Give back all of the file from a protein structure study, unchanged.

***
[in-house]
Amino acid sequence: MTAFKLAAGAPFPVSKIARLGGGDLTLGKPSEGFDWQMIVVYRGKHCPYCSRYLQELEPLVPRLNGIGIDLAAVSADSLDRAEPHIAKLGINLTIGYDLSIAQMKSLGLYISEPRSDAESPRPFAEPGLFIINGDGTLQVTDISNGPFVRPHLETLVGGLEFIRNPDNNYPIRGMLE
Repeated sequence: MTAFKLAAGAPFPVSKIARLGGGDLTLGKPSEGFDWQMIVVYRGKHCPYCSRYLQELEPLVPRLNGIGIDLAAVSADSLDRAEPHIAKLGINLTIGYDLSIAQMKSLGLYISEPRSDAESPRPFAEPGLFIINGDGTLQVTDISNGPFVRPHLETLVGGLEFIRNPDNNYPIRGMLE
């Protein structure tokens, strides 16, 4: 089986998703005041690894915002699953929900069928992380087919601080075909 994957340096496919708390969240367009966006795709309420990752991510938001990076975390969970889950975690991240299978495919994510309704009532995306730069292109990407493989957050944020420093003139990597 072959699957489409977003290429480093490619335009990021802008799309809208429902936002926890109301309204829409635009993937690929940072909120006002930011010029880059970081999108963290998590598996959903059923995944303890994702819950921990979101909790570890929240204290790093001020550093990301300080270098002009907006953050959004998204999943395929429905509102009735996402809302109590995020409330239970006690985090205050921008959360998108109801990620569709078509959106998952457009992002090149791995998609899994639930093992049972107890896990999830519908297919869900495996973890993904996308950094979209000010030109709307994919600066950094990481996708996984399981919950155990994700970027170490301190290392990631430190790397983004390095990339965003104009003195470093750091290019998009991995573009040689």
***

[in-house]
Amino acid sequence: MTAFKLAAGAPFPVSKIARLGGGDLTLGKPSEGFDWQMIVVYRGKHCPYCSRYLQELEPLVPRLNGIGIDLAAVSADSLDRAEPHIAKLGINLTIGYDLSIAQMKSLGLYISEPRSDAESPRPFAEPGLFIINGDGTLQVTDISNGPFVRPHLETLVGGLEFIRNPDNNYPIRGMLE
Repeated sequence: MTAFKLAAGAPFPVSKIARLGGGDLTLGKPSEGFDWQMIVVYRGKHCPYCSRYLQELEPLVPRLNGIGIDLAAVSADSLDRAEPHIAKLGINLTIGYDLSIAQMKSLGLYISEPRSDAESPRPFAEPGLFIINGDGTLQVTDISNGPFVRPHLETLVGGLEFIRNPDNNYPIRGMLE
């Protein structure tokens, strides 16, 4: 089986998703005041690894915002699953929900069928992380087919601080075909 994957340096496919708390969240367009966006795709309420990752991510938001990076975390969970889950975690991240299978495919994510309704009532995306730069292109990407493989957050944020420093003139990597 072959699957489409977003290429480093490619335009990021802008799309809208429902936002926890109301309204829409635009993937690929940072909120006002930011010029880059970081999108963290998590598996959903059923995944303890994702819950921990979101909790570890929240204290790093001020550093990301300080270098002009907006953050959004998204999943395929429905509102009735996402809302109590995020409330239970006690985090205050921008959360998108109801990620569709078509959106998952457009992002090149791995998609899994639930093992049972107890896990999830519908297919869900495996973890993904996308950094979209000010030109709307994919600066950094990481996708996984399981919950155990994700970027170490301190290392990631430190790397983004390095990339965003104009003195470093750091290019998009991995573009040689």